Outdoor tables and chairs belonging to bars and restaurants on Sihanoukville’s Serendipity Beach were removed by local authorities on Tuesday as part of a campaign to beautify the city’s beaches by ridding them of illegal commercial activity, an official said on Wednesday.
Beginning at about 8 a.m. on Tuesday, police and hired laborers spent three hours dismantling lounging areas—including tables, chairs and umbrellas—in front of eating and drinking establishments on the northern end of O’Chheuteal Beach, known as Serendipity, according to Sok Phan, deputy governor of Preah Sihanouk province.
“If we had not removed these things, the vendors would have set up more tables and chairs, and it would have looked even messier—and meant no space for visitors to walk on the beach,” Mr. Phan said on Wednesday.
“Due to the increasing number of tourists, we need the beach space so people can walk, relax or play football,” he said, explaining that removing the “clutter” from the beach was part of an ongoing campaign to beautify Sihanoukville’s beaches, the city’s main tourist draw.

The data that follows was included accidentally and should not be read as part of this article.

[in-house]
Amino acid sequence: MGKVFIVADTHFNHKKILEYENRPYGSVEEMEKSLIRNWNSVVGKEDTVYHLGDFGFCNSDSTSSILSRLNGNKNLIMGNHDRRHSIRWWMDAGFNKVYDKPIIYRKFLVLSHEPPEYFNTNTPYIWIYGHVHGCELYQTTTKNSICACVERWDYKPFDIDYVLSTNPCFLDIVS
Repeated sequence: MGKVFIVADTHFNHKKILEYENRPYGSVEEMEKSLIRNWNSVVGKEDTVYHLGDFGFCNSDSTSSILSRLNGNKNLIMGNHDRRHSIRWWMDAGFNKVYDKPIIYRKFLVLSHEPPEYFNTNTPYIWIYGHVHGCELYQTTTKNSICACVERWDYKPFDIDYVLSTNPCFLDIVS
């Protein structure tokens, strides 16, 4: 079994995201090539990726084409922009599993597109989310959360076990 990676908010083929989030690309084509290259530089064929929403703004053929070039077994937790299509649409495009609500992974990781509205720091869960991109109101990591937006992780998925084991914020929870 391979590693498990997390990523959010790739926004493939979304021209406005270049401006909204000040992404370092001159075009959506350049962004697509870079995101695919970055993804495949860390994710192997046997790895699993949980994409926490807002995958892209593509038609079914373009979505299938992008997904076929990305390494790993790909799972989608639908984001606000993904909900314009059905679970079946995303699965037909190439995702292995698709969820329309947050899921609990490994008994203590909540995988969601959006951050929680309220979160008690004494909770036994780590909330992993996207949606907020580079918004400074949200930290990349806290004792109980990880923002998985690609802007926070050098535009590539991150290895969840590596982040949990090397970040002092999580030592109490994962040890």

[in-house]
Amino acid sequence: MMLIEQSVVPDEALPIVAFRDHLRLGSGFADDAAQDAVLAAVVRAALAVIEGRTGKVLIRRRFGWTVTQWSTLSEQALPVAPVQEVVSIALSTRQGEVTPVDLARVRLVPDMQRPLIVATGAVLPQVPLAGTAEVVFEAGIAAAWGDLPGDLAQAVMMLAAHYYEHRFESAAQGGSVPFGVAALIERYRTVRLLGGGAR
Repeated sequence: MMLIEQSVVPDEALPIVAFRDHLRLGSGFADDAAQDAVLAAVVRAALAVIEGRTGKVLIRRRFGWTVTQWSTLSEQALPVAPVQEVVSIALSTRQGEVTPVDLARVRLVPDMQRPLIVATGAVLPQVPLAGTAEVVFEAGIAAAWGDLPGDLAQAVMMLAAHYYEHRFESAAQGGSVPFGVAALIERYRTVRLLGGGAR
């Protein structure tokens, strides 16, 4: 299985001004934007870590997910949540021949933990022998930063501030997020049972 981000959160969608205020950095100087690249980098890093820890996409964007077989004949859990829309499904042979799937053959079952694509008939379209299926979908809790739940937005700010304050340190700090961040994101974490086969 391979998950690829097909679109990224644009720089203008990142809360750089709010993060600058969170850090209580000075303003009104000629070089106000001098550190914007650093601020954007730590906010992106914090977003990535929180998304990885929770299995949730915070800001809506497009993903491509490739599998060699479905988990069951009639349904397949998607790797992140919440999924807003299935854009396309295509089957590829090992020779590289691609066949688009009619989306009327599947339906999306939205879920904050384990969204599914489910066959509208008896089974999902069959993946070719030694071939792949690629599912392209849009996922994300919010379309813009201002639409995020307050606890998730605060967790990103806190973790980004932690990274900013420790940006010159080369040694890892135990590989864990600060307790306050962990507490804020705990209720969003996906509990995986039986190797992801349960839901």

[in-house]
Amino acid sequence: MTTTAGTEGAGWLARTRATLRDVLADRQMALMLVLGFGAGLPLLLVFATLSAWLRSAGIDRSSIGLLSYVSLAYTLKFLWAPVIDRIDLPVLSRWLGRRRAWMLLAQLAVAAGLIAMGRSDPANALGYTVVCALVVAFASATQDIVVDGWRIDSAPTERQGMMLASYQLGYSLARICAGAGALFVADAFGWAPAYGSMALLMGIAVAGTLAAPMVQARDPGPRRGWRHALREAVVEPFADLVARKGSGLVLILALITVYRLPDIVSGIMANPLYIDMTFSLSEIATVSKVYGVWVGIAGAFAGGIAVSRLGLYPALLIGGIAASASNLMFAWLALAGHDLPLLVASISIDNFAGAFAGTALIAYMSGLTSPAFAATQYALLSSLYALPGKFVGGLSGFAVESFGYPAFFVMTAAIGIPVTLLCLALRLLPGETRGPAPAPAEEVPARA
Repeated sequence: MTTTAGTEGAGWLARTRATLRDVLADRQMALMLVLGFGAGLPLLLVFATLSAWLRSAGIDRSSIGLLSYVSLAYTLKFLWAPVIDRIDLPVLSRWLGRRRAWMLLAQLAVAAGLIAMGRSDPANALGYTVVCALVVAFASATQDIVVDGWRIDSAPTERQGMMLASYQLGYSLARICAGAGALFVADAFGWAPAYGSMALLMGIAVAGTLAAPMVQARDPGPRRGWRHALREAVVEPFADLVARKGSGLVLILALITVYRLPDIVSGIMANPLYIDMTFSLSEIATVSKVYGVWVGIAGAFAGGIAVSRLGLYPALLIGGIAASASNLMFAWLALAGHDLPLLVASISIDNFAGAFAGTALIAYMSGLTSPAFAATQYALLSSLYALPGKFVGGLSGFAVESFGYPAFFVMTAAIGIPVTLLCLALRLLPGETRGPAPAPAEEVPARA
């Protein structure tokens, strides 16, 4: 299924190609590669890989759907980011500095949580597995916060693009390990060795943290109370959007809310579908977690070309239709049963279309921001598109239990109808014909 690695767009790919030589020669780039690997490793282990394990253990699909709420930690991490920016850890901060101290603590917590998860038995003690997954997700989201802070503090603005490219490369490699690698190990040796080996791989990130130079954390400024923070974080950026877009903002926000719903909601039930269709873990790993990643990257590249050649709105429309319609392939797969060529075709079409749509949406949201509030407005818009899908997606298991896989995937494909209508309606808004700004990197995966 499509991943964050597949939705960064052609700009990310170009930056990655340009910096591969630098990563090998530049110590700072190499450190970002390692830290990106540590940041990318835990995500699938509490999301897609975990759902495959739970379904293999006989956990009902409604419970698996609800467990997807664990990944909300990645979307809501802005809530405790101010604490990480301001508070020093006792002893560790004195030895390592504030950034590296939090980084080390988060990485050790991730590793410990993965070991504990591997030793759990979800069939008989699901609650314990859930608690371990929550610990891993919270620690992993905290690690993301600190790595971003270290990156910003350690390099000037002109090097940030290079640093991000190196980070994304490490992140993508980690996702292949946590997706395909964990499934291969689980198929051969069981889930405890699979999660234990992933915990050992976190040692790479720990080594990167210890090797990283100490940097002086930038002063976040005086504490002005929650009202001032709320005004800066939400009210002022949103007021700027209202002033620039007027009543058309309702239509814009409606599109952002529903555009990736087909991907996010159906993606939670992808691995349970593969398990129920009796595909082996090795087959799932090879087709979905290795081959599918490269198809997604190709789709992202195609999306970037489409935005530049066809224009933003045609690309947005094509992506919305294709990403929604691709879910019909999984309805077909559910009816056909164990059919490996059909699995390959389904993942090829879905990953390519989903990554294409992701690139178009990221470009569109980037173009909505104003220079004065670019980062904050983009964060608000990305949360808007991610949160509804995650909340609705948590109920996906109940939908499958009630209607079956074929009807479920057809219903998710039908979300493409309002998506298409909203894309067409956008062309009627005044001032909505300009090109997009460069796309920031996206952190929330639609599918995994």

In December 2014, authorities similarly instructed Serendipity proprietors to remove all furniture from the sand, saying the decree was meant to reduce the amount of loose trash and allow visitors to relax on the beach without being charged.
Mick Spencer, a Sihanoukville Tourism Association board member and owner of the local ANA Travel & Tours company, said he had not heard about the furniture-removal drive, but noted that it followed Saturday’s eviction of all 96 vendors and businesses on the Ariston section of O’Chheuteal beach, just to the south of Serendipity.
Mr. Spencer said the move to tidy up Serendipity was unlikely to be popular among bar and restaurant owners—or with tourists who like to suntan and sip beers on the chairs and loungers along the beach.
“Those who had many tables and chairs, they will feel somewhat resentful,” he said, adding that while a system of regulating beach furniture might improve the area’s aesthetics, its abrupt removal was not a proper solution.
“The full removal does not necessarily help, as there will be no shade or places of comfort for visitors.”
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